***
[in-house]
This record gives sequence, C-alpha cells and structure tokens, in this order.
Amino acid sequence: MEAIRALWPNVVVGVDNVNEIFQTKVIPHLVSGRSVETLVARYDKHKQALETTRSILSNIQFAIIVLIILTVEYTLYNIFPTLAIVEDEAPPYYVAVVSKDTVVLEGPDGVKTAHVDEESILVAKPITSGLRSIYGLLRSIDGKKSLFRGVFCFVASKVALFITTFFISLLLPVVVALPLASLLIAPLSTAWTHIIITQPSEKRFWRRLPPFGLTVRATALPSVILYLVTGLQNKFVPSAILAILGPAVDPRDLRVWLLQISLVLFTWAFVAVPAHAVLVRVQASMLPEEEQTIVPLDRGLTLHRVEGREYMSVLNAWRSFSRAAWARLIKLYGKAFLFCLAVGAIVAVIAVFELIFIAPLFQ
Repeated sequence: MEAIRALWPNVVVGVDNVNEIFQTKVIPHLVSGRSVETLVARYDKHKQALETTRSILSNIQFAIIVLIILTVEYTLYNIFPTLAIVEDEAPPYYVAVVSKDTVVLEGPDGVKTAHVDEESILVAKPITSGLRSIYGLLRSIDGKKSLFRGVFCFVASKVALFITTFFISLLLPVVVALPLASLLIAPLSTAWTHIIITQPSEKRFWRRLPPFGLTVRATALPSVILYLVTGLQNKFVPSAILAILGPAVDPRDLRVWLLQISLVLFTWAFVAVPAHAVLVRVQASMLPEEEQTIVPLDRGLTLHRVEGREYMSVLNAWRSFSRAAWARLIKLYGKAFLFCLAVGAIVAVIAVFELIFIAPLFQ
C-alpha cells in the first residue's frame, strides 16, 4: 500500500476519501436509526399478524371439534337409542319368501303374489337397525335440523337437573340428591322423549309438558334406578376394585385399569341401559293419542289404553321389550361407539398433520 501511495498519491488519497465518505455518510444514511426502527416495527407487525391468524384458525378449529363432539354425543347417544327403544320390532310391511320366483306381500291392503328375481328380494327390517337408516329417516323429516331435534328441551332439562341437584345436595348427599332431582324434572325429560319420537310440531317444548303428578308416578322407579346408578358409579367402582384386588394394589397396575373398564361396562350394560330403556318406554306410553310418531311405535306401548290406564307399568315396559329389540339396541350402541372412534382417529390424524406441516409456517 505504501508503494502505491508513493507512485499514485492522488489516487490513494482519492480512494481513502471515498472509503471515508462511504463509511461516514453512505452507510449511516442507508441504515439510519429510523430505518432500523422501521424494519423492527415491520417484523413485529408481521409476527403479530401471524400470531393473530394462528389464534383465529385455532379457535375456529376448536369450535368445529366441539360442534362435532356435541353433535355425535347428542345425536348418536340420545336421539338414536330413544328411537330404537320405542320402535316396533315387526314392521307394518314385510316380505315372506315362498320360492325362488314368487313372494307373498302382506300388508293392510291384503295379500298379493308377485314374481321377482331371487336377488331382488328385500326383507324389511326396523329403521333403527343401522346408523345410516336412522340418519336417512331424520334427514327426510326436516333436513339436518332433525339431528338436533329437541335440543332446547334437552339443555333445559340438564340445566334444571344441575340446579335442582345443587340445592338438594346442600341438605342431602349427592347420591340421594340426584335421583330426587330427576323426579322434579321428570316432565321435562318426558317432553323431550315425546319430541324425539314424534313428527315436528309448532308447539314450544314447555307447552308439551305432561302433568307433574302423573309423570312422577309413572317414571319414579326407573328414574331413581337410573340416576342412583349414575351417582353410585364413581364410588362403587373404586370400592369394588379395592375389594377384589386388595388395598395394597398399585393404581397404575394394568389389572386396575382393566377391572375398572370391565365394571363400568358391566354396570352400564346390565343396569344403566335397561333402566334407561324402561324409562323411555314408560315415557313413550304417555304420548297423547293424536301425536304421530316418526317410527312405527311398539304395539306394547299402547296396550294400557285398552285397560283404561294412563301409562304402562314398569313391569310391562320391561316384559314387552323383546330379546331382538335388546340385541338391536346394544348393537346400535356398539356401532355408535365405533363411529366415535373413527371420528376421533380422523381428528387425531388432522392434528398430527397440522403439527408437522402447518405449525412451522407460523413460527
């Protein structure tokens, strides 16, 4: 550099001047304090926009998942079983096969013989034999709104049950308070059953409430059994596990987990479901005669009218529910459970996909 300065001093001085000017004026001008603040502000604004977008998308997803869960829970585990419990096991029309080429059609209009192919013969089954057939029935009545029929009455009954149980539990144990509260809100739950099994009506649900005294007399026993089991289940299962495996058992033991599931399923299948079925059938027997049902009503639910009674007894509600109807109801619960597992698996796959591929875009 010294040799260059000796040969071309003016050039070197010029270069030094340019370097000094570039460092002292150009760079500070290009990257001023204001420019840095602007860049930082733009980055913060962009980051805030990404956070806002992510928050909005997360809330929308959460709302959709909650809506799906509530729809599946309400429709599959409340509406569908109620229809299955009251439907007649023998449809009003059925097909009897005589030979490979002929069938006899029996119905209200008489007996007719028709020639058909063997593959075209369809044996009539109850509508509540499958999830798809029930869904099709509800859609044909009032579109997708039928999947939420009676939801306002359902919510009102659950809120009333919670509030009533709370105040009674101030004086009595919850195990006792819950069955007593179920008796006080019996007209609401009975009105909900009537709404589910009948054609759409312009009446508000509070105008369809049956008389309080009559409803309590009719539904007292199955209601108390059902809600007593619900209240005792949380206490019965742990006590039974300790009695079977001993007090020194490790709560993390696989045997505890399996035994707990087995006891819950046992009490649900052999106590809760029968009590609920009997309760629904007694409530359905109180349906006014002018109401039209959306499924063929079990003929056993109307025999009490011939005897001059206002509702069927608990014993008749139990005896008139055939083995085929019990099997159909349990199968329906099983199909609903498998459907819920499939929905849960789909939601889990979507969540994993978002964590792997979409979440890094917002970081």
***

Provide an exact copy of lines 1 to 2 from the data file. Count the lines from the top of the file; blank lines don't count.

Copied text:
[in-house]
This record gives sequence, C-alpha cells and structure tokens, in this order.